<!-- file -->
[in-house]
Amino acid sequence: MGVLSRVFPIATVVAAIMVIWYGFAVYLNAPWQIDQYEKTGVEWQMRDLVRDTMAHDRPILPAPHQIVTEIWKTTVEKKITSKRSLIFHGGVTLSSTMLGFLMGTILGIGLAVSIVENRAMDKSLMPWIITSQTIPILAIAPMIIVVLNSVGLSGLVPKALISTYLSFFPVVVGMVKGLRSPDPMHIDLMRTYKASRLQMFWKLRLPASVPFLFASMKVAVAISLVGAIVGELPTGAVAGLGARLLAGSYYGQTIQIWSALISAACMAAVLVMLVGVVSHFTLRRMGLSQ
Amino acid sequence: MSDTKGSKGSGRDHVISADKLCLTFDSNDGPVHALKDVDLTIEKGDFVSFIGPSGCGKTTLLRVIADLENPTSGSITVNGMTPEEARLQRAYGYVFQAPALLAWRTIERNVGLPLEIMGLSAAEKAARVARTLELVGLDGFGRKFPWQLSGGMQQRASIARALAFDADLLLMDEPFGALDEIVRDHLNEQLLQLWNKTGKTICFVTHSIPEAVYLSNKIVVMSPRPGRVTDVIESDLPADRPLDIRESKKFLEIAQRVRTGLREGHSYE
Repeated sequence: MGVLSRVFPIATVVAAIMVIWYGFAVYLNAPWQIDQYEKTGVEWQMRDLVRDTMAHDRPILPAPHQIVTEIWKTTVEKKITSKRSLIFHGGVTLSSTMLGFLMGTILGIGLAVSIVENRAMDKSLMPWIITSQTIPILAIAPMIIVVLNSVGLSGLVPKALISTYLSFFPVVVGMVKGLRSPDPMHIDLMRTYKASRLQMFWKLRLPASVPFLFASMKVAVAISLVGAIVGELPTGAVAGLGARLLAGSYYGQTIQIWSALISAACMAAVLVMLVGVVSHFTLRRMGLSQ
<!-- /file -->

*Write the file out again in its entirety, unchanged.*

[in-house]
Amino acid sequence: MGVLSRVFPIATVVAAIMVIWYGFAVYLNAPWQIDQYEKTGVEWQMRDLVRDTMAHDRPILPAPHQIVTEIWKTTVEKKITSKRSLIFHGGVTLSSTMLGFLMGTILGIGLAVSIVENRAMDKSLMPWIITSQTIPILAIAPMIIVVLNSVGLSGLVPKALISTYLSFFPVVVGMVKGLRSPDPMHIDLMRTYKASRLQMFWKLRLPASVPFLFASMKVAVAISLVGAIVGELPTGAVAGLGARLLAGSYYGQTIQIWSALISAACMAAVLVMLVGVVSHFTLRRMGLSQ
Amino acid sequence: MSDTKGSKGSGRDHVISADKLCLTFDSNDGPVHALKDVDLTIEKGDFVSFIGPSGCGKTTLLRVIADLENPTSGSITVNGMTPEEARLQRAYGYVFQAPALLAWRTIERNVGLPLEIMGLSAAEKAARVARTLELVGLDGFGRKFPWQLSGGMQQRASIARALAFDADLLLMDEPFGALDEIVRDHLNEQLLQLWNKTGKTICFVTHSIPEAVYLSNKIVVMSPRPGRVTDVIESDLPADRPLDIRESKKFLEIAQRVRTGLREGHSYE
Repeated sequence: MGVLSRVFPIATVVAAIMVIWYGFAVYLNAPWQIDQYEKTGVEWQMRDLVRDTMAHDRPILPAPHQIVTEIWKTTVEKKITSKRSLIFHGGVTLSSTMLGFLMGTILGIGLAVSIVENRAMDKSLMPWIITSQTIPILAIAPMIIVVLNSVGLSGLVPKALISTYLSFFPVVVGMVKGLRSPDPMHIDLMRTYKASRLQMFWKLRLPASVPFLFASMKVAVAISLVGAIVGELPTGAVAGLGARLLAGSYYGQTIQIWSALISAACMAAVLVMLVGVVSHFTLRRMGLSQ